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FEZ (Morocco)

Fez The Holy City of Fez is a jewel of Spanish-Arabic civilisation. Fez does not reveal its secrets easily. Secretive, shadowy, they need to be discovered little by little, with reverence. Only in this way can the splendours of Medrsa architecture be fully appreciated. Only in this way will the call of the medina temt you. Bustling with artisans and merchants, its captivating sounds, fragrances and colours mesmerise the visitor with a constant swirl of activity.

The city of Moulay Idriss lst, sanctuary of human and moral sciences. The great À Karaouiyne University bas for eleven centuries been a religions and intellectuel centre whose influence base spread far beyond the Kingdom's boundaries. In 789, a pick-axe of silver and gold -"fas" in Arabic - was presented to Idriss lst to use in tracing the outlines of the city. Hence the name of the city, which lies at the far eastern end of the plain of Saïss, bordered to the south by the hills outlying the Atlas Mountains. Cradle of religions, cultural and artistic traditions, Fes, the double city, is the kingdom's spiritual capital. The Andalousian mosque, dating from the 9th century, and further embellished by successive rulers, is accessed through a mighty door of sculpted cedar. An imposing minaret decorated with green faiences crowns the Rsif Mosque. The medersas around the Karaouiyne Mosque, former lodging houses for students coming from outside the city, attest the importance of its thousand years of history.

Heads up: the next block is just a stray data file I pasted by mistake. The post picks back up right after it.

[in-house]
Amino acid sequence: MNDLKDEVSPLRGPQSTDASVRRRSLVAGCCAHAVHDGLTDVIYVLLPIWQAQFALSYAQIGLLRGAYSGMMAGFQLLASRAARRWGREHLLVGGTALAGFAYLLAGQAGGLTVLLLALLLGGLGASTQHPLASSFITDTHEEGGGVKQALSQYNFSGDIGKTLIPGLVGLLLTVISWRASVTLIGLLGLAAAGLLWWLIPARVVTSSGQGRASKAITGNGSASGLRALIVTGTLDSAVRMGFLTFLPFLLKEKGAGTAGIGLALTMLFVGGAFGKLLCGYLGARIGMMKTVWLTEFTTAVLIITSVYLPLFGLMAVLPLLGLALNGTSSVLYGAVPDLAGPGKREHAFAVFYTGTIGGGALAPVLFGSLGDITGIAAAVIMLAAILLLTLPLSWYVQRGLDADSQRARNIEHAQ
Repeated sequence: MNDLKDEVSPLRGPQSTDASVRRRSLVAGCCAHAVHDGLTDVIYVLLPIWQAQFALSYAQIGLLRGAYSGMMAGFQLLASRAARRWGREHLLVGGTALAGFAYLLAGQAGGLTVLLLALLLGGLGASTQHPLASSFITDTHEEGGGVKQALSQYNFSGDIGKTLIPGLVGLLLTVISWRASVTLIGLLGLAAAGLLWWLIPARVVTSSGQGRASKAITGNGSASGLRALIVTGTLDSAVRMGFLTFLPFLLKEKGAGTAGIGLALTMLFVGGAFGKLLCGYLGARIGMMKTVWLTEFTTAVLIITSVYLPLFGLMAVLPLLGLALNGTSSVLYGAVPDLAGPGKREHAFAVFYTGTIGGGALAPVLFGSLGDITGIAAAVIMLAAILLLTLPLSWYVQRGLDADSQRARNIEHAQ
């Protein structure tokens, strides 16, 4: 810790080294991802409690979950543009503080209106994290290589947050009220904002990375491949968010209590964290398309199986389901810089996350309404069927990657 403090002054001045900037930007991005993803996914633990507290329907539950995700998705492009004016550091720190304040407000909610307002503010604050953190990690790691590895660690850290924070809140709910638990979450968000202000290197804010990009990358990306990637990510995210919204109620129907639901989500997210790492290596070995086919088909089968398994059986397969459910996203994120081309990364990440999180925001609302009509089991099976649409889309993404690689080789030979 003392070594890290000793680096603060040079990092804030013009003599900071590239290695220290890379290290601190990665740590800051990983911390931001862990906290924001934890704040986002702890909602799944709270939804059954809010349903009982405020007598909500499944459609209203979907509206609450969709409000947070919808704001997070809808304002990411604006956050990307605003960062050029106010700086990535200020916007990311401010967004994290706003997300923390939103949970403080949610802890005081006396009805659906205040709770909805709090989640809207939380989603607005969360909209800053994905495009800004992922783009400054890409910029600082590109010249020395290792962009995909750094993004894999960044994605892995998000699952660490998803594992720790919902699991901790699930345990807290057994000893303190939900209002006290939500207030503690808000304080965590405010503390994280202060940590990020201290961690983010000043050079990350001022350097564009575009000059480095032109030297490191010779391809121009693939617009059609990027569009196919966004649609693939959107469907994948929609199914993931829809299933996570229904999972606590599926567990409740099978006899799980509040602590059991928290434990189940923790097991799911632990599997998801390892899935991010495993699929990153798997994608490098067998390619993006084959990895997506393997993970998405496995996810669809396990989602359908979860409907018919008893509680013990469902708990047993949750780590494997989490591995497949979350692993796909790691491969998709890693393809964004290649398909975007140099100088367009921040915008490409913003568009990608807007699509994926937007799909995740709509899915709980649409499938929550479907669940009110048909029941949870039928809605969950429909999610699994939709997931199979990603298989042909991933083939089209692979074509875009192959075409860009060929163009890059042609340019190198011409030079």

In the Medina, a labyrinth of sloping, winding alleyways are crammed full of stalls and workshops. This is the famed Kissaria -the commercial centre. A multitude of locally produced goods are on sale in this incredible maze-cotton fabric, silk, brocadework, slippers, and many more. The craftsmen of the El Atterine souk offer the visitor a non-stop spectacle. For hundreds of years such work bas been regulated by traditional guilds, ensuring that its quality is worthy of the city. Each district has its own speciality : cobalt blue enamelled pottery, carpets, wrought iron ... one looks on as the dyer stirs his yarns, steeped in their multitude of colours, as the tanner tramples his skins under an open sky -skins that the leather-worker will eventually adorn with fine gilt for book-binding.

Leaving the souks through the Boujeloud gate with its décoration of green and blue faiences, the riches contained in the wonderful Museum of Moroccan Art await one. And the last marvel of all -the Jamaî Palace, transformed in 1930 into a luxury hotel, an incomparably elegant structure renowned for the quality of its cuisine.